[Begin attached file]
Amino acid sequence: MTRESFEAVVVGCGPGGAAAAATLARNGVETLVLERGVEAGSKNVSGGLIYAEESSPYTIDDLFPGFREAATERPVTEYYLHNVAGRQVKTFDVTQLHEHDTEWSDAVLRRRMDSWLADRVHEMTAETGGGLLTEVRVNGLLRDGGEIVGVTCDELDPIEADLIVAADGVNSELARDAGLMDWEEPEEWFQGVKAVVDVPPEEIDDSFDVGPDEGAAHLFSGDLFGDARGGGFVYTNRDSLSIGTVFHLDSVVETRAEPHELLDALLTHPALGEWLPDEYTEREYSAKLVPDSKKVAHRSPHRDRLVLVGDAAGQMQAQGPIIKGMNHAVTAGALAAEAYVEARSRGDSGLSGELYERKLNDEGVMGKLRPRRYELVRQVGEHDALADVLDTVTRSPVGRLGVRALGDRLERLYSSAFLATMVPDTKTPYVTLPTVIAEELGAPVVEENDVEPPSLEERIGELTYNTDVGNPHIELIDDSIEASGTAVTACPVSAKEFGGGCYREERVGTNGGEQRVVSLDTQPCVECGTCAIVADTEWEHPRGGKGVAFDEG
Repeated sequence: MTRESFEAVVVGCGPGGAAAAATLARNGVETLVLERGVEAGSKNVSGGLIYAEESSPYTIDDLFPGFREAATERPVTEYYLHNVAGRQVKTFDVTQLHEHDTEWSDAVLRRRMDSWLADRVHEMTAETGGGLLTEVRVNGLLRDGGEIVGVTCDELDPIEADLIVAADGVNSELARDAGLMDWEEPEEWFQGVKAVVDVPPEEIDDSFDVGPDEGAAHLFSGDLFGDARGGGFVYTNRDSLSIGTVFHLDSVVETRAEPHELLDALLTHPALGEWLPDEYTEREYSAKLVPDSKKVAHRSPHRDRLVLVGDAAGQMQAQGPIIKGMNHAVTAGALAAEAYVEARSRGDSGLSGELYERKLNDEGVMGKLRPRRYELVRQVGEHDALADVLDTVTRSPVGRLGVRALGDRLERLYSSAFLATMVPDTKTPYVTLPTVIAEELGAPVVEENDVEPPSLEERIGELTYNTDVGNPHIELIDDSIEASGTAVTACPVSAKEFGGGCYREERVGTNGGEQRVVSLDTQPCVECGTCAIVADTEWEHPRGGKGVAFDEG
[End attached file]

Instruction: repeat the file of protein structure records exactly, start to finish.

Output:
Amino acid sequence: MTRESFEAVVVGCGPGGAAAAATLARNGVETLVLERGVEAGSKNVSGGLIYAEESSPYTIDDLFPGFREAATERPVTEYYLHNVAGRQVKTFDVTQLHEHDTEWSDAVLRRRMDSWLADRVHEMTAETGGGLLTEVRVNGLLRDGGEIVGVTCDELDPIEADLIVAADGVNSELARDAGLMDWEEPEEWFQGVKAVVDVPPEEIDDSFDVGPDEGAAHLFSGDLFGDARGGGFVYTNRDSLSIGTVFHLDSVVETRAEPHELLDALLTHPALGEWLPDEYTEREYSAKLVPDSKKVAHRSPHRDRLVLVGDAAGQMQAQGPIIKGMNHAVTAGALAAEAYVEARSRGDSGLSGELYERKLNDEGVMGKLRPRRYELVRQVGEHDALADVLDTVTRSPVGRLGVRALGDRLERLYSSAFLATMVPDTKTPYVTLPTVIAEELGAPVVEENDVEPPSLEERIGELTYNTDVGNPHIELIDDSIEASGTAVTACPVSAKEFGGGCYREERVGTNGGEQRVVSLDTQPCVECGTCAIVADTEWEHPRGGKGVAFDEG
Repeated sequence: MTRESFEAVVVGCGPGGAAAAATLARNGVETLVLERGVEAGSKNVSGGLIYAEESSPYTIDDLFPGFREAATERPVTEYYLHNVAGRQVKTFDVTQLHEHDTEWSDAVLRRRMDSWLADRVHEMTAETGGGLLTEVRVNGLLRDGGEIVGVTCDELDPIEADLIVAADGVNSELARDAGLMDWEEPEEWFQGVKAVVDVPPEEIDDSFDVGPDEGAAHLFSGDLFGDARGGGFVYTNRDSLSIGTVFHLDSVVETRAEPHELLDALLTHPALGEWLPDEYTEREYSAKLVPDSKKVAHRSPHRDRLVLVGDAAGQMQAQGPIIKGMNHAVTAGALAAEAYVEARSRGDSGLSGELYERKLNDEGVMGKLRPRRYELVRQVGEHDALADVLDTVTRSPVGRLGVRALGDRLERLYSSAFLATMVPDTKTPYVTLPTVIAEELGAPVVEENDVEPPSLEERIGELTYNTDVGNPHIELIDDSIEASGTAVTACPVSAKEFGGGCYREERVGTNGGEQRVVSLDTQPCVECGTCAIVADTEWEHPRGGKGVAFDEG